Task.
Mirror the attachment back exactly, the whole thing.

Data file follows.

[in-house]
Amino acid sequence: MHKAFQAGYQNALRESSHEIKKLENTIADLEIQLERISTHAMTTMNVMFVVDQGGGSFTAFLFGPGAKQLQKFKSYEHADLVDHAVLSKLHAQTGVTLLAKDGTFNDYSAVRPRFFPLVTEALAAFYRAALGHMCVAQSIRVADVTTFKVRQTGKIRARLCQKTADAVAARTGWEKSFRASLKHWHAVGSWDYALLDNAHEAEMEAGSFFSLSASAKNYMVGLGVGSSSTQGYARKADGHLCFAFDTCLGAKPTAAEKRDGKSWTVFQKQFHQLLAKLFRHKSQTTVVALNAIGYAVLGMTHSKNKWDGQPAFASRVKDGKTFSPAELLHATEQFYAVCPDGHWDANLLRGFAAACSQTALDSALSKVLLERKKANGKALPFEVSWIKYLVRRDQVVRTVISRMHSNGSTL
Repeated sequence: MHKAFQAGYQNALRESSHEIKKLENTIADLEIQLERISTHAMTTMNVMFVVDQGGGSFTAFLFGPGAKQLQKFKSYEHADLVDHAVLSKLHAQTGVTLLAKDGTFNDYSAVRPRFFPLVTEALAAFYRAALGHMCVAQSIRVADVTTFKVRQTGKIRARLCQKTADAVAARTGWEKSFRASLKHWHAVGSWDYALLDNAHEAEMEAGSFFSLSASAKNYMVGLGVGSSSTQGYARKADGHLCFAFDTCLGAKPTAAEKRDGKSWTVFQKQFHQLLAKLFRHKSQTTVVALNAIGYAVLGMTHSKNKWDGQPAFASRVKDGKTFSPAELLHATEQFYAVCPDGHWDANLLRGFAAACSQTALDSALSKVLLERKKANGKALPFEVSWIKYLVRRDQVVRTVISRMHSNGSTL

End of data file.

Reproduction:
[in-house]
Amino acid sequence: MHKAFQAGYQNALRESSHEIKKLENTIADLEIQLERISTHAMTTMNVMFVVDQGGGSFTAFLFGPGAKQLQKFKSYEHADLVDHAVLSKLHAQTGVTLLAKDGTFNDYSAVRPRFFPLVTEALAAFYRAALGHMCVAQSIRVADVTTFKVRQTGKIRARLCQKTADAVAARTGWEKSFRASLKHWHAVGSWDYALLDNAHEAEMEAGSFFSLSASAKNYMVGLGVGSSSTQGYARKADGHLCFAFDTCLGAKPTAAEKRDGKSWTVFQKQFHQLLAKLFRHKSQTTVVALNAIGYAVLGMTHSKNKWDGQPAFASRVKDGKTFSPAELLHATEQFYAVCPDGHWDANLLRGFAAACSQTALDSALSKVLLERKKANGKALPFEVSWIKYLVRRDQVVRTVISRMHSNGSTL
Repeated sequence: MHKAFQAGYQNALRESSHEIKKLENTIADLEIQLERISTHAMTTMNVMFVVDQGGGSFTAFLFGPGAKQLQKFKSYEHADLVDHAVLSKLHAQTGVTLLAKDGTFNDYSAVRPRFFPLVTEALAAFYRAALGHMCVAQSIRVADVTTFKVRQTGKIRARLCQKTADAVAARTGWEKSFRASLKHWHAVGSWDYALLDNAHEAEMEAGSFFSLSASAKNYMVGLGVGSSSTQGYARKADGHLCFAFDTCLGAKPTAAEKRDGKSWTVFQKQFHQLLAKLFRHKSQTTVVALNAIGYAVLGMTHSKNKWDGQPAFASRVKDGKTFSPAELLHATEQFYAVCPDGHWDANLLRGFAAACSQTALDSALSKVLLERKKANGKALPFEVSWIKYLVRRDQVVRTVISRMHSNGSTL